It Was Written vs. Illmatic
It Was Written was a better album than Illmatic. There, I said it. Now that I have your attention from what some would regard as a blasphemous statement, let’s talk about classic albums and legacies. A classic album is one that is regarded amongst the greatest in the hip-hop genre. In order to have a classic album, as an artist, you would likely have to be regarded as one of the greats.
There isn’t much argument in the hip-hop community when it comes to naming the cliché top 4-5 classic albums in hip-hop history (Illmatic, Reasonable Doubt, Ready to Die, etc.) It would be hard to argue that these albums were not incredible pieces of art, and a guide to those learning the history of hip-hop. However, I feel that most people name these albums right away because it has been brainwashed in their minds to do so.
The problem with discussing classic albums and comparing them to an artists other albums, is that it’s impossible to explain how an album actually impacted the culture at the time of its release. Unless you actually lived through it. It’s like when people try to compare Michael Jordan to Jerry West; you can’t do it, and trying to do so would be disrespectful to both. They played in two completely different eras of basketball. Point taken.
I was speaking with hip-hop author Alfred Obiesie on my radio show a few months back, and he said that if a person cannot name a classic album that was released in the last decade, then his opinion is not worth hearing. That person is an ‘old head’ and has not been able to grow and accept the newer forms of hip-hop. Therefore, sometimes you have to detach yourself from what a specific album meant to you at the time, and sit back and listen to the album as a product.
Back to this Nas conversation. Without any doubt, Nas is one of the greatest lyricists to touch the microphone. He is on most hip-hop top 10 lists, on many top 5 lists, and regarded as the G.O.A.T. (greatest of all time) by some. As the sophomore jinx loomed over a young Nasir, he began to craft a new sound, and a new persona for the ever changing landscape of hip-hop.
Within the two years after ‘Illmatic’ was released, hip-hop music had a much crisper sound, with sharper beats and stiffer competition coming out of not only the east coast, but the west coast too. When comparing the two albums, it sounds like they were made in different decades. Where ‘Illmatic’ was spoken from the viewpoint that Nas had developed through living in the Queensbridge Housing Projects, ‘It Was Written’ was much more than that.
It Was Written
The cover art for ‘Illmatic’ showed a toddler version of Nasir; whereas ‘It Was Written’ showed a grown, more mature Nasir. A Nas that has experienced things well beyond the map of Queens. “The Message” was the opening musical track off of ‘It Was Written’, it had a beat that was so crisp it popped! The intricate rhyme schemes that he displayed were a step up from anything he had put down on ‘Illmatic’. On “The Message” he rapped,
“Fake thug no love, you get the slug, CB4 gusto, ya luck though, I didn’t know til I was drunk though”,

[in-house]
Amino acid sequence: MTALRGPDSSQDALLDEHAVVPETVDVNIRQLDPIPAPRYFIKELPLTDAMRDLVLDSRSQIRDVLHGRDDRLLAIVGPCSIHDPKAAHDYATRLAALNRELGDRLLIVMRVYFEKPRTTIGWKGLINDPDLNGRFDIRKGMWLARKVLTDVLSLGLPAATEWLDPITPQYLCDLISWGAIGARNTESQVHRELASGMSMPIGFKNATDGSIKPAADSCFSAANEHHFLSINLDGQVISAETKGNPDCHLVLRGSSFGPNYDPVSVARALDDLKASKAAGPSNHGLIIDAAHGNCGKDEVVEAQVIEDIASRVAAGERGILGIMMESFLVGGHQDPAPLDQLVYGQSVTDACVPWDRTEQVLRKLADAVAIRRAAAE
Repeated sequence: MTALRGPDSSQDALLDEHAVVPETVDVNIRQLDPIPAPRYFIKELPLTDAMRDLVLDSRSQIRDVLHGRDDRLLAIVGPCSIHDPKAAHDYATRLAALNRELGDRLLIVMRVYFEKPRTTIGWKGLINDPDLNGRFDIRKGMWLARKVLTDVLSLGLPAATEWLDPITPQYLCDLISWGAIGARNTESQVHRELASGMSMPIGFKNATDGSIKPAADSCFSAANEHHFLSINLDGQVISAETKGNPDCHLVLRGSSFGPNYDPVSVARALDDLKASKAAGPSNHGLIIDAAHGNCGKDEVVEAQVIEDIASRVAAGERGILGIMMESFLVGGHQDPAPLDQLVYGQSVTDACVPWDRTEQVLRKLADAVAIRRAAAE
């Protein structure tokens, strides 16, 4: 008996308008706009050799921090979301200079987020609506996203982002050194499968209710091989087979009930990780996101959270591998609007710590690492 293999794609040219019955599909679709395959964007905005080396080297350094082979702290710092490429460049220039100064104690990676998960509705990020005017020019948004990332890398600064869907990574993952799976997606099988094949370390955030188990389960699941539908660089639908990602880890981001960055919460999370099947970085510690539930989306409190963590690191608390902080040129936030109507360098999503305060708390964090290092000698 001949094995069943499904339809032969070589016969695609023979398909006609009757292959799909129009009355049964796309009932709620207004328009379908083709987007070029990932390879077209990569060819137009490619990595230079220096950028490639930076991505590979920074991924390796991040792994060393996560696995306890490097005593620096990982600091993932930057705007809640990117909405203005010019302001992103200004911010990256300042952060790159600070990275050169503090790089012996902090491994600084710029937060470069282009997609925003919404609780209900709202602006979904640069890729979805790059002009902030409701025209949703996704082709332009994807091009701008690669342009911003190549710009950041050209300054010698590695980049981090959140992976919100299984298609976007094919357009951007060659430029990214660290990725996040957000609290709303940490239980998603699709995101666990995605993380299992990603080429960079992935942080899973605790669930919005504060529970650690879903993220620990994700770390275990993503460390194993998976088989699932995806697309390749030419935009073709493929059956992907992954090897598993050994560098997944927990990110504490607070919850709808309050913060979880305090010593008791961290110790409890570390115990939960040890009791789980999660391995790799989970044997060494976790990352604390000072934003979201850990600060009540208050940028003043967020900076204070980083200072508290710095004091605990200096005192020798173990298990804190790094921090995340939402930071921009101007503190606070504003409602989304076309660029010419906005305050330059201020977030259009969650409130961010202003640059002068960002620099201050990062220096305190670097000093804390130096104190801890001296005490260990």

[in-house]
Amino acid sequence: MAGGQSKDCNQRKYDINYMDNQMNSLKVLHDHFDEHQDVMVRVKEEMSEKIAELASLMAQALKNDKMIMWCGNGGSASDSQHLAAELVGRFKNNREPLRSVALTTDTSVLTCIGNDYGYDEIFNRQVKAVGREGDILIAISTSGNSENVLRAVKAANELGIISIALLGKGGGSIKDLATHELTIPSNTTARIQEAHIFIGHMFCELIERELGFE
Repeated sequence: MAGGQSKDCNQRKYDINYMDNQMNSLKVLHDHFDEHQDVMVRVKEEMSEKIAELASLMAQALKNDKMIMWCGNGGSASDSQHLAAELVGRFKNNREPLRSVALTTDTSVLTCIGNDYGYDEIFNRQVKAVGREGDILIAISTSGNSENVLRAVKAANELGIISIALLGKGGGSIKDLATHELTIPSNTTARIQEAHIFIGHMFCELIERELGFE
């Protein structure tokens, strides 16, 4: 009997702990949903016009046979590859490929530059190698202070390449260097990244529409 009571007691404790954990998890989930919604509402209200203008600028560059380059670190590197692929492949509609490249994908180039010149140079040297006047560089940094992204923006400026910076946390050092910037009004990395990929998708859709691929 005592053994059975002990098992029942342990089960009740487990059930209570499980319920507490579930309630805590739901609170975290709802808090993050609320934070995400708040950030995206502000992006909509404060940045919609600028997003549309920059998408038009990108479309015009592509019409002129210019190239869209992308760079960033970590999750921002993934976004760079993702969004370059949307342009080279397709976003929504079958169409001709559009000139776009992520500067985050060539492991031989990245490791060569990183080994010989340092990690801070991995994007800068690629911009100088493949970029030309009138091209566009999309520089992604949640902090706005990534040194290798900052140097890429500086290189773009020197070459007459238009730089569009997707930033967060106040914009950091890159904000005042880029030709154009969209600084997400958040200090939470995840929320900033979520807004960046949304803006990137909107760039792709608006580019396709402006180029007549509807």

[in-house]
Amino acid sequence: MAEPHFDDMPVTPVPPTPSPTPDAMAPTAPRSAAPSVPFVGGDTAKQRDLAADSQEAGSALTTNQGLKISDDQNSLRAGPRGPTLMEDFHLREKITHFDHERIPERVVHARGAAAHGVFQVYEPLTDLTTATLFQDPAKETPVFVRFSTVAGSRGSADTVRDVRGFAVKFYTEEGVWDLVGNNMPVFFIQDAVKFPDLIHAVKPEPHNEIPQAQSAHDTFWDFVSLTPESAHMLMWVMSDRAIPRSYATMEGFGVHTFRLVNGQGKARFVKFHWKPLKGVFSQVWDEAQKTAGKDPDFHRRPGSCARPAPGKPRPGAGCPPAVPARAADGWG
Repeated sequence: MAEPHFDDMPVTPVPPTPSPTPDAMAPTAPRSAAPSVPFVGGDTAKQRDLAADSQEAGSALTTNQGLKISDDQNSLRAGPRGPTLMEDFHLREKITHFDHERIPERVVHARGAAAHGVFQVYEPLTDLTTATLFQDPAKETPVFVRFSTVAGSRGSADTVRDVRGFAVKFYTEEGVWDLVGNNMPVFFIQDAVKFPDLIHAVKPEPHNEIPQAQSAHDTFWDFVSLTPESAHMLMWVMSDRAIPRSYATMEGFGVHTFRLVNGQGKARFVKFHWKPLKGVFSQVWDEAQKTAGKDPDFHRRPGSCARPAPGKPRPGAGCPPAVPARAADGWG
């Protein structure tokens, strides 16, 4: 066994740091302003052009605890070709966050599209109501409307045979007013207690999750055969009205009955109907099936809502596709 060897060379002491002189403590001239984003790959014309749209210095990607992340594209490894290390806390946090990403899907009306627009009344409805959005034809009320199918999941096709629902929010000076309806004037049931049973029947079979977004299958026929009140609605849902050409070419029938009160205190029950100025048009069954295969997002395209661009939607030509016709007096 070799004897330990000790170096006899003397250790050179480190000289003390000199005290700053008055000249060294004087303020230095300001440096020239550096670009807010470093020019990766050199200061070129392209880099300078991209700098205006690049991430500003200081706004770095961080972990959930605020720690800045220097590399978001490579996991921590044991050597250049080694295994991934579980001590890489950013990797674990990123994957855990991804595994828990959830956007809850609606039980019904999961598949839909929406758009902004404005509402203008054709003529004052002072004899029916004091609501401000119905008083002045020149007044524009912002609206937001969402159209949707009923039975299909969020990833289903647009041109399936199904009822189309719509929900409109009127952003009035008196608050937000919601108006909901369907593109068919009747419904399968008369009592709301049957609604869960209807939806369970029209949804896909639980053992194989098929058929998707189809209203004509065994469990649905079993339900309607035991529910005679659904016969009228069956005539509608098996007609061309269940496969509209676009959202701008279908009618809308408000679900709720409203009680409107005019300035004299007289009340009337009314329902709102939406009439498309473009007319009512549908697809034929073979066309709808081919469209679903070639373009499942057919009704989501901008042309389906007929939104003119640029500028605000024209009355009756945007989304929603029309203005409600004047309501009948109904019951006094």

apparent shots at West Coast rapper Tupac Shakur. He also raps,
“there’s one life, one love, so there can only be one king”,
apparent shots at East Coast rapper Biggie Smalls.
“I Gave You Power” was Nas rhyming from the mindset of a gun. He rapped,
“how you like me now, I go blaw, it’s the shit that moves crowds making every ghetto foul, I may have took ya first child, scarred ya life crippled ya style, I gave you power, I mad you buck wild”.
Although he was not reinventing the wheel here in terms of rhyming from the mindset of something other than himself, this was the best display I had ever seen an artist do so.
I Gave You Power
“Affirmative Action” is a track that has been quoted more than most Nas songs, and was the launching pad for the now defunct ‘Firm’ project/group. While AZ may have spit one of the most memorable openings to a song, it was the unknown Foxy Brown that stole the show with her drug equation that didn’t quite add up. “Suspect” felt like it would have been a standout track on ‘Illmatic’. “Nas is Coming” was the first of many collaborations between himself and West Coast producer/rapper Dr. Dre. Finally, ‘If I Ruled the World’ featuring Lauryn Hill was the perfect crossover song to launch his sophomore album.
If I Ruled The World
It Was Written > Illmatic
In closing, the reason that sneak attacks work best is because you have the element of surprise on your side. If no one sees you coming you have a distinct advantage on your prey or competition. With ‘Illmatic’ he snuck up on the world and changed a culture. With ‘It Was Written’, no matter what he did, he would not have met the expectations set out by the hip-hop community. So, while ‘It Was Written’ did not have the cultural impact that ‘Illmatic’ did, it was sharper, more lyrical, had crisper instrumentals and better features.
The biggest argument that comes up with hip-hop purists is that ‘It Was Written’ was the mafiaso persona that Nas attempted to develop, not the true Nasir. I hate to be the bearer of bad news, but your favorite rapper (whomever he is) is attempting to sell you some sort of persona that is not completely his. One could argue that Raekwon’s ‘Only Built for Cuban Linx’ and Jay-Z’s ‘Reasonable Doubt’ had this same type of concept for their debut albums. Both of which have been acclaimed by both critics and hip-hop fans alike. With the weight of the world and expectations on Nas’ shoulders, he decided to do something that had rarely been seen: make a successful concept album. Guess what, mission accomplished.